# 3: Getting Started with R

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Robots are nice to work with.

–Roger Zelazny13

In this chapter I’ll discuss how to get started in R. I’ll briefly talk about how to download and install R, but most of the chapter will be focused on getting you started typing R commands. Our goal in this chapter is not to learn any statistical concepts: we’re just trying to learn the basics of how R works and get comfortable interacting with the system. To do this, we’ll spend a bit of time using R as a simple calculator, since that’s the easiest thing to do with R. In doing so, you’ll get a bit of a feel for what it’s like to work in R. From there I’ll introduce some very basic programming ideas: in particular, I’ll talk about the idea of defining variables to store information, and a few things that you can do with these variables.

However, before going into any of the specifics, it’s worth talking a little about why you might want to use R at all. Given that you’re reading this, you’ve probably got your own reasons. However, if those reasons are “because that’s what my stats class uses”, it might be worth explaining a little why your lecturer has chosen to use R for the class. Of course, I don’t really know why other people choose R, so I’m really talking about why I use it.

• It’s sort of obvious, but worth saying anyway: doing your statistics on a computer is faster, easier and more powerful than doing statistics by hand. Computers excel at mindless repetitive tasks, and a lot of statistical calculations are both mindless and repetitive. For most people, the only reason to ever do statistical calculations with pencil and paper is for learning purposes. In my class I do occasionally suggest doing some calculations that way, but the only real value to it is pedagogical. It does help you to get a “feel” for statistics to do some calculations yourself, so it’s worth doing it once. But only once!
• Doing statistics in a spreadsheet (e.g., Microsoft Excel) is generally a bad idea in the long run. Although many people are likely feel more familiar with them, spreadsheets are very limited in terms of what analyses they allow you do. If you get into the habit of trying to do your real life data analysis using spreadsheets, then you’ve dug yourself into a very deep hole.
• Avoiding proprietary software is a very good idea. There are a lot of commercial packages out there that you can buy, some of which I like and some of which I don’t. They’re usually very glossy in their appearance, and generally very powerful (much more powerful than spreadsheets). However, they’re also very expensive: usually, the company sells “student versions” (crippled versions of the real thing) very cheaply; they sell full powered “educational versions” at a price that makes me wince; and they sell commercial licences with a staggeringly high price tag. The business model here is to suck you in during your student days, and then leave you dependent on their tools when you go out into the real world. It’s hard to blame them for trying, but personally I’m not in favour of shelling out thousands of dollars if I can avoid it. And you can avoid it: if you make use of packages like R that are open source and free, you never get trapped having to pay exorbitant licensing fees.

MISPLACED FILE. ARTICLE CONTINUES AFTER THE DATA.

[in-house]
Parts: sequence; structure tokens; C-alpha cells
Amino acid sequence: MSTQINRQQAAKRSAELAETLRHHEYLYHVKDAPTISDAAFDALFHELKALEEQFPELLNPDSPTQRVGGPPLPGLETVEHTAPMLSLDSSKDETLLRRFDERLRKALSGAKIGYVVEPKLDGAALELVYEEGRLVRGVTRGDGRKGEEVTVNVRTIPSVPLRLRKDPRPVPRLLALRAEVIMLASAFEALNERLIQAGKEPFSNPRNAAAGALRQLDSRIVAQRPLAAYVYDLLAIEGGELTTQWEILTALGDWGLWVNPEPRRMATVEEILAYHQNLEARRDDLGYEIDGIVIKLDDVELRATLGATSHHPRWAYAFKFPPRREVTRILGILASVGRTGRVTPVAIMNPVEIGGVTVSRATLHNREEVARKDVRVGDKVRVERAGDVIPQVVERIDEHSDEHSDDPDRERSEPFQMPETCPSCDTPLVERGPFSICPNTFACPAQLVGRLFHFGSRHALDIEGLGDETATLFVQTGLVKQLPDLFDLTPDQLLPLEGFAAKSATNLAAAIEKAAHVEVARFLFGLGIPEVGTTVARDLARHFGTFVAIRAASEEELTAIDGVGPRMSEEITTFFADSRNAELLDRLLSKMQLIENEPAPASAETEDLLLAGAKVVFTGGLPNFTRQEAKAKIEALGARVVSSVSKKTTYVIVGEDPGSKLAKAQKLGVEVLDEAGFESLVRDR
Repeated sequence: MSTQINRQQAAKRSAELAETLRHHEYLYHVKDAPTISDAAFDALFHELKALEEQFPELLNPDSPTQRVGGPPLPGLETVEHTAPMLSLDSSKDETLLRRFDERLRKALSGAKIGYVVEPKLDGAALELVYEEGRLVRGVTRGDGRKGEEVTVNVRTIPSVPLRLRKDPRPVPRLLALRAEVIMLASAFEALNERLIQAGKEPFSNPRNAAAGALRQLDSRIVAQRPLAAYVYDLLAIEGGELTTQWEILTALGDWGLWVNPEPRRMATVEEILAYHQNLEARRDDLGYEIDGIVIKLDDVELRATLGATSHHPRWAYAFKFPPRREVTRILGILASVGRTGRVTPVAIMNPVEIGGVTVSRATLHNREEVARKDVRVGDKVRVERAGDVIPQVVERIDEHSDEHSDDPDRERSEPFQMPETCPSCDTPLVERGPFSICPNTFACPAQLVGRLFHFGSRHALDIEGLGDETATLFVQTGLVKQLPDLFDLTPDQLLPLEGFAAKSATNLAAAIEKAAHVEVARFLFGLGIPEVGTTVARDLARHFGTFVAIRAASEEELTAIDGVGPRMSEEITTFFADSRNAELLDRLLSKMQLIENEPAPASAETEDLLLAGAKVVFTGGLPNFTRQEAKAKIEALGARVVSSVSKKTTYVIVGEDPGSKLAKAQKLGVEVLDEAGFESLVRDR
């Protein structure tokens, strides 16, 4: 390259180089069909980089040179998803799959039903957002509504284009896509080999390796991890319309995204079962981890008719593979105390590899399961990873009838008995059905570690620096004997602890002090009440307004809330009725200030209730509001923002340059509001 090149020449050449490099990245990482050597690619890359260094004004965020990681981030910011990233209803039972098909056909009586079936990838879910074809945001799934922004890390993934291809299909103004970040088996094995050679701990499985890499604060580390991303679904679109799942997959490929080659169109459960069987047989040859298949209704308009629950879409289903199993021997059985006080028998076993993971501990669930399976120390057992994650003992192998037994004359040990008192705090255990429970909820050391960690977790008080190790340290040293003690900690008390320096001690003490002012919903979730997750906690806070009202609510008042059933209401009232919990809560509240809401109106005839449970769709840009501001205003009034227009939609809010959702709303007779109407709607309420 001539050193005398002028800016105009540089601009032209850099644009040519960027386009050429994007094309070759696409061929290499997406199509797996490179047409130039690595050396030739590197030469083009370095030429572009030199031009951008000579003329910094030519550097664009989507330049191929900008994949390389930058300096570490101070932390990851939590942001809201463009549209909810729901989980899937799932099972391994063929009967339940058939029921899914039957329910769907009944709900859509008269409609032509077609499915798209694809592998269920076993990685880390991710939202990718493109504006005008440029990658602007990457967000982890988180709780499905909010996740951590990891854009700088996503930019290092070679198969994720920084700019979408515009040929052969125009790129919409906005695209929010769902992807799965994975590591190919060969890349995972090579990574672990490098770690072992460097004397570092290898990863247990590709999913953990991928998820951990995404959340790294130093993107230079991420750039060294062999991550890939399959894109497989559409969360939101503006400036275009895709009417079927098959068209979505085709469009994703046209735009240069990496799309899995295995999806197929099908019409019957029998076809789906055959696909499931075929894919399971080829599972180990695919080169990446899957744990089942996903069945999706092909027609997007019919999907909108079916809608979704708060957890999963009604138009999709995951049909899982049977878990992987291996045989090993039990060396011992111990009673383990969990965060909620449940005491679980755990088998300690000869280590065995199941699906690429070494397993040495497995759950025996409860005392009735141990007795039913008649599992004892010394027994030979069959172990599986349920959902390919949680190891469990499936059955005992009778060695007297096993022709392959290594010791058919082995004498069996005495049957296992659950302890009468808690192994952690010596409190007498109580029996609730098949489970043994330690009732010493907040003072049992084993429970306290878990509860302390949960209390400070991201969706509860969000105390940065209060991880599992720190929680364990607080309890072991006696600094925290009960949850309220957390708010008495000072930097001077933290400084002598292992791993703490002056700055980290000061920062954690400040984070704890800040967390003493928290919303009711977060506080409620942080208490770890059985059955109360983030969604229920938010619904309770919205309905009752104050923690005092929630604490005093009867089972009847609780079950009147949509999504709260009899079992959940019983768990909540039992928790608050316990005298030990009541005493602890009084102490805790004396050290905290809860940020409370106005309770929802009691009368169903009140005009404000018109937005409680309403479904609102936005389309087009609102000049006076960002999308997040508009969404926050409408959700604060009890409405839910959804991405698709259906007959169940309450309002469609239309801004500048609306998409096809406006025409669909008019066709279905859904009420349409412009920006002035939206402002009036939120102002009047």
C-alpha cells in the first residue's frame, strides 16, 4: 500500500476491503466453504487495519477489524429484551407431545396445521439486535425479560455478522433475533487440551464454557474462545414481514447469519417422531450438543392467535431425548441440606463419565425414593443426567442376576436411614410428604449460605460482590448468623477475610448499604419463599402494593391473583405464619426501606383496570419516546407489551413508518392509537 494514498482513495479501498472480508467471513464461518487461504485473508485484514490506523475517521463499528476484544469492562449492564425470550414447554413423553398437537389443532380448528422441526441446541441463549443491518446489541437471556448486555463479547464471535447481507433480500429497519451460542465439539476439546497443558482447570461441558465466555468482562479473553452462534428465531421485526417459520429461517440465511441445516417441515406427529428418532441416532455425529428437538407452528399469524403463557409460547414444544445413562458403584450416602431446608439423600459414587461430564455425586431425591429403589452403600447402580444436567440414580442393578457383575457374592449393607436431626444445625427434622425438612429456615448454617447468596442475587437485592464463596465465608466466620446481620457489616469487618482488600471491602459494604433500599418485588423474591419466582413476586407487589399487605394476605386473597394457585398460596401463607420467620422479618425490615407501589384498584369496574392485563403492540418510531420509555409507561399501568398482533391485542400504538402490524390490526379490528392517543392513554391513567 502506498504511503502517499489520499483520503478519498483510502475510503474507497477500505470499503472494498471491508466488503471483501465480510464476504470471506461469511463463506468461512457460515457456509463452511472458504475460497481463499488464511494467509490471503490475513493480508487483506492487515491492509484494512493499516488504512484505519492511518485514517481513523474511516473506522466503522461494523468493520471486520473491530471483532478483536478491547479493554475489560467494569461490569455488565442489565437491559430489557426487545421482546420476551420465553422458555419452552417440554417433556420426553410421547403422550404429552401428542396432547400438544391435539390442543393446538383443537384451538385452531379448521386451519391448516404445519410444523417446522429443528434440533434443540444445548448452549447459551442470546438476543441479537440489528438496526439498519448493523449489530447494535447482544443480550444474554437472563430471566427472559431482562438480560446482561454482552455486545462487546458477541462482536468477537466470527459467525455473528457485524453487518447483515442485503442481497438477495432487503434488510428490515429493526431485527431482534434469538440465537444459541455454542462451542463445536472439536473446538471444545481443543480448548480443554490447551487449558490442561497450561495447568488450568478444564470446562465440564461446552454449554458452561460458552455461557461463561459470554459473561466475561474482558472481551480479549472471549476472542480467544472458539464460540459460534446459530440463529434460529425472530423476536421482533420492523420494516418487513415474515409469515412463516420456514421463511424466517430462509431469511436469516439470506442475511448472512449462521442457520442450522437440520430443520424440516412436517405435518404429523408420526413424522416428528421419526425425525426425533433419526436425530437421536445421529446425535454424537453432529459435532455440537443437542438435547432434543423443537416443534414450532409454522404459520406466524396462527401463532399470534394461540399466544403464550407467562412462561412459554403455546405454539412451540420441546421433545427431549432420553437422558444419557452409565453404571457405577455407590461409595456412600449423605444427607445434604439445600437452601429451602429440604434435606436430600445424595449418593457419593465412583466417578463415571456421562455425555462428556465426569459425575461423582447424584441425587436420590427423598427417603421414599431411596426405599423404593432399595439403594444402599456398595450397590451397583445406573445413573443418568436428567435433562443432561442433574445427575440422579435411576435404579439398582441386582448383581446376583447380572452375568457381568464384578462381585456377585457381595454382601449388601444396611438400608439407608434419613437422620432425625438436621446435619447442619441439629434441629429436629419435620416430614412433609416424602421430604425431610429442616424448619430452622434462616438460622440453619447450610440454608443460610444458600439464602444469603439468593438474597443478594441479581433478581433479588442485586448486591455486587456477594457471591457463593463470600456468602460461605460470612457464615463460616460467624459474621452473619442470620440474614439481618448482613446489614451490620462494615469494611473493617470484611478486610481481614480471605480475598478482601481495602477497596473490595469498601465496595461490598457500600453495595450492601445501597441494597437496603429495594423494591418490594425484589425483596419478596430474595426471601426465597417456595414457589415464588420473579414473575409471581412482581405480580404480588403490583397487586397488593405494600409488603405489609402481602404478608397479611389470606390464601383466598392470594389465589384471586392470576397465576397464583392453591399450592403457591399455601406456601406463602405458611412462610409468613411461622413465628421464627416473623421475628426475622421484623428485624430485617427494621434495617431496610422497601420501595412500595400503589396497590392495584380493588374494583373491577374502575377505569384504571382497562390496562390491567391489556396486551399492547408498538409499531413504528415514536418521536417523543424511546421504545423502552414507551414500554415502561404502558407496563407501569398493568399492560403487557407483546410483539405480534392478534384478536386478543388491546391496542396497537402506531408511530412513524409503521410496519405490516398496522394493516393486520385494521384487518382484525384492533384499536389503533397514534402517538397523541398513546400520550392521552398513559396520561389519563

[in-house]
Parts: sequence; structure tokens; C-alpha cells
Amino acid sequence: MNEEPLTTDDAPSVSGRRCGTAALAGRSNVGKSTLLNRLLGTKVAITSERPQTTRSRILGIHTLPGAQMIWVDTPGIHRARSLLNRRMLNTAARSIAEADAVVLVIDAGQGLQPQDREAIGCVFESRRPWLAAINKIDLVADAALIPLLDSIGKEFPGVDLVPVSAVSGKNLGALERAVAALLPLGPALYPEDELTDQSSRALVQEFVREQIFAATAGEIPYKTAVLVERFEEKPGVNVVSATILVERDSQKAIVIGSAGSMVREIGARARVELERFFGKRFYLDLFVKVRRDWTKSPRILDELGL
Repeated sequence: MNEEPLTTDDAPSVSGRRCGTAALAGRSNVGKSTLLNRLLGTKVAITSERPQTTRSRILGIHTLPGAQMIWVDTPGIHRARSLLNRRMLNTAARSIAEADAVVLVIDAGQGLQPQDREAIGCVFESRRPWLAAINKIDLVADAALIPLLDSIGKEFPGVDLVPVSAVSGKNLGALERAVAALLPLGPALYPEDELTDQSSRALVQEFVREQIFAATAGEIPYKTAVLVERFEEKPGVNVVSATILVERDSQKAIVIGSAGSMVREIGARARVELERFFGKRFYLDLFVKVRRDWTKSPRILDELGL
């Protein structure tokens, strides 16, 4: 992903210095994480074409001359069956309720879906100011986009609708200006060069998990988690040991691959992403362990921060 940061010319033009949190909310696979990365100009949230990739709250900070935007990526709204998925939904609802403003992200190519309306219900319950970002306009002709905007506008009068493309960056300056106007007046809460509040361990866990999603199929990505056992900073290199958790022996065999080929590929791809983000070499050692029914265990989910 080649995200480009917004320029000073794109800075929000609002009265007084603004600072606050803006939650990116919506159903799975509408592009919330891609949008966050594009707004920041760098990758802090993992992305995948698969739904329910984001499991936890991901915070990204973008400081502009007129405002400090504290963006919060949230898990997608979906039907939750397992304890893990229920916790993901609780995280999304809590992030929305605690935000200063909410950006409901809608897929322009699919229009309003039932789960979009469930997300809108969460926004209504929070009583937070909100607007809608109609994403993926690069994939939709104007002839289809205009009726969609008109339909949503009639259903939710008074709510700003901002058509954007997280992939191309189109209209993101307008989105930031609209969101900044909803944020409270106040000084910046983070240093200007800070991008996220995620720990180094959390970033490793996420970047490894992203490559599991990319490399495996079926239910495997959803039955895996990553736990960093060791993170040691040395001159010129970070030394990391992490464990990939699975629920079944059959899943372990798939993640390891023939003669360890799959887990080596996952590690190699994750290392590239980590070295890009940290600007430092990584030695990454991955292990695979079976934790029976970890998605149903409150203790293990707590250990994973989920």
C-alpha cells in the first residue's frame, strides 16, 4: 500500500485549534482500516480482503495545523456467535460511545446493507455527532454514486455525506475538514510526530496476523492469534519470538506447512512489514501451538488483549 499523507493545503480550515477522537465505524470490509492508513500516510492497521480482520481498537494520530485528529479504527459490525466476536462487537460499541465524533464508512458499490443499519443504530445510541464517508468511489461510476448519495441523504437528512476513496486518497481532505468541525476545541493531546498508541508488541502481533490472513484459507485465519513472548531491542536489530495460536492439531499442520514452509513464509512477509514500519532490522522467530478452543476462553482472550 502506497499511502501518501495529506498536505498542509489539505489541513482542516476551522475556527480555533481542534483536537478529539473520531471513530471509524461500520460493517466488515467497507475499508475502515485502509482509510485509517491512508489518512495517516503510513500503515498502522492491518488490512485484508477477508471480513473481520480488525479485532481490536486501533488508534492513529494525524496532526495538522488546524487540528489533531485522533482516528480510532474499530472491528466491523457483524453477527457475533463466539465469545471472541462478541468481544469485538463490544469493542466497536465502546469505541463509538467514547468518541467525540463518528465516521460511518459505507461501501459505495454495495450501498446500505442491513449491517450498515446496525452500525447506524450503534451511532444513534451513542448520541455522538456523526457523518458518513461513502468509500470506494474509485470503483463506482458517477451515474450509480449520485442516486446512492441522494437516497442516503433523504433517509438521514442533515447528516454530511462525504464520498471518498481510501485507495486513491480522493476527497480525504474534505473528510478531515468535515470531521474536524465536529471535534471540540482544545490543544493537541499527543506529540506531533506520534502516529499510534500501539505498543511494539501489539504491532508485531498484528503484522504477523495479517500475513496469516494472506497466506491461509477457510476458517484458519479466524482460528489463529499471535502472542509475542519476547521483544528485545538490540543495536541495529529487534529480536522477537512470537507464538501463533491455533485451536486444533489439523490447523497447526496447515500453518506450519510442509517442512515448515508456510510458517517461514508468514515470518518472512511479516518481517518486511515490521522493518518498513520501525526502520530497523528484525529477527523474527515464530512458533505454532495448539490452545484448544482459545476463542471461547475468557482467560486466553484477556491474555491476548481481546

• Something that you might not appreciate now, but will love later on if you do anything involving data analysis, is the fact that R is highly extensible. When you download and install R, you get all the basic “packages”, and those are very powerful on their own. However, because R is so open and so widely used, it’s become something of a standard tool in statistics, and so lots of people write their own packages that extend the system. And these are freely available too. One of the consequences of this, I’ve noticed, is that if you open up an advanced textbook (a recent one, that is) rather than introductory textbooks, is that a lot of them use R. In other words, if you learn how to do your basic statistics in R, then you’re a lot closer to being able to use the state of the art methods than you would be if you’d started out with a “simpler” system: so if you want to become a genuine expert in psychological data analysis, learning R is a very good use of your time.
• Related to the previous point: R is a real programming language. As you get better at using R for data analysis, you’re also learning to program. To some people this might seem like a bad thing, but in truth, programming is a core research skill across a lot of the social and behavioural sciences. Think about how many surveys and experiments are done online, or presented on computers. Think about all those online social environments which you might be interested in studying; and maybe collecting data from in an automated fashion. Think about artificial intelligence systems, computer vision and speech recognition. If any of these are things that you think you might want to be involved in – as someone “doing research in psychology”, that is – you’ll need to know a bit of programming. And if you don’t already know how to program, then learning how to do statistics using R is a nice way to start.

Those are the main reasons I use R. It’s not without its flaws: it’s not easy to learn, and it has a few very annoying quirks to it that we’re all pretty much stuck with, but on the whole I think the strengths outweigh the weakness; more so than any other option I’ve encountered so far.

This page titled 3: Getting Started with R is shared under a CC BY-SA 4.0 license and was authored, remixed, and/or curated by Danielle Navarro via source content that was edited to the style and standards of the LibreTexts platform; a detailed edit history is available upon request.